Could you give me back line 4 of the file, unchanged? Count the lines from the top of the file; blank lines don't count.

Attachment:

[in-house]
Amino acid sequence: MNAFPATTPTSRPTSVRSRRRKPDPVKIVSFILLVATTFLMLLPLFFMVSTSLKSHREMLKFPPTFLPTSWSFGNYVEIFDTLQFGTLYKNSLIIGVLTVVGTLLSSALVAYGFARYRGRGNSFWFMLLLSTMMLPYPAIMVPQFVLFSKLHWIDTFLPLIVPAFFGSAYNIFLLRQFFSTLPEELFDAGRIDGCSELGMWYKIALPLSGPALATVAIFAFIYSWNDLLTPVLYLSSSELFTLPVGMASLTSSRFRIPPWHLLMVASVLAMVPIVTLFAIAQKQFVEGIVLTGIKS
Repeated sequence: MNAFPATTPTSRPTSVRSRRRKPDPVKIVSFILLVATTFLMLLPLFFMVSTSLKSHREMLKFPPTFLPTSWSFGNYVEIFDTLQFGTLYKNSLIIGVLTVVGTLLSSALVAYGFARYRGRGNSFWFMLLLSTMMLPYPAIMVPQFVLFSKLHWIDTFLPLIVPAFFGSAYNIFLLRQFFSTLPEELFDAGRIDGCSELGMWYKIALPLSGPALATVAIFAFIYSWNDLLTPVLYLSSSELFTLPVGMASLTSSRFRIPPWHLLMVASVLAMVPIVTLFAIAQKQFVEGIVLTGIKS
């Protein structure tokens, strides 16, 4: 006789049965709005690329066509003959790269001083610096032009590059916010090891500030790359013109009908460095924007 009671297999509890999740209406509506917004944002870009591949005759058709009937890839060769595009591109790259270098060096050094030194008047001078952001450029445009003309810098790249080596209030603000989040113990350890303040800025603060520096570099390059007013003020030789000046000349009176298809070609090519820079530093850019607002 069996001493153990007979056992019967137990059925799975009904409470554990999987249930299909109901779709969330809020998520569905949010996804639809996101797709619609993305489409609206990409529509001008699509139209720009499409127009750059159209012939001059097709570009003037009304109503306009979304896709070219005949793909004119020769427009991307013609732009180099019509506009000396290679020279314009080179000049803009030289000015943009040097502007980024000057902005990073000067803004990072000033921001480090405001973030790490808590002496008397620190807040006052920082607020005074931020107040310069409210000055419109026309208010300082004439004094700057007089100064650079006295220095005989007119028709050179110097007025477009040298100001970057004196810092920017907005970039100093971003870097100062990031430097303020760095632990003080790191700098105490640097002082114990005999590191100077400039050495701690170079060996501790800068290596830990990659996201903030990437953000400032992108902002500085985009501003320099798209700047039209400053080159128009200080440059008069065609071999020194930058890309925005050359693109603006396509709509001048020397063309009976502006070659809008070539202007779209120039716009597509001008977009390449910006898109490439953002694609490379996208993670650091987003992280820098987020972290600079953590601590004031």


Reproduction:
């Protein structure tokens, strides 16, 4: 006789049965709005690329066509003959790269001083610096032009590059916010090891500030790359013109009908460095924007 009671297999509890999740209406509506917004944002870009591949005759058709009937890839060769595009591109790259270098060096050094030194008047001078952001450029445009003309810098790249080596209030603000989040113990350890303040800025603060520096570099390059007013003020030789000046000349009176298809070609090519820079530093850019607002 069996001493153990007979056992019967137990059925799975009904409470554990999987249930299909109901779709969330809020998520569905949010996804639809996101797709619609993305489409609206990409529509001008699509139209720009499409127009750059159209012939001059097709570009003037009304109503306009979304896709070219005949793909004119020769427009991307013609732009180099019509506009000396290679020279314009080179000049803009030289000015943009040097502007980024000057902005990073000067803004990072000033921001480090405001973030790490808590002496008397620190807040006052920082607020005074931020107040310069409210000055419109026309208010300082004439004094700057007089100064650079006295220095005989007119028709050179110097007025477009040298100001970057004196810092920017907005970039100093971003870097100062990031430097303020760095632990003080790191700098105490640097002082114990005999590191100077400039050495701690170079060996501790800068290596830990990659996201903030990437953000400032992108902002500085985009501003320099798209700047039209400053080159128009200080440059008069065609071999020194930058890309925005050359693109603006396509709509001048020397063309009976502006070659809008070539202007779209120039716009597509001008977009390449910006898109490439953002694609490379996208993670650091987003992280820098987020972290600079953590601590004031």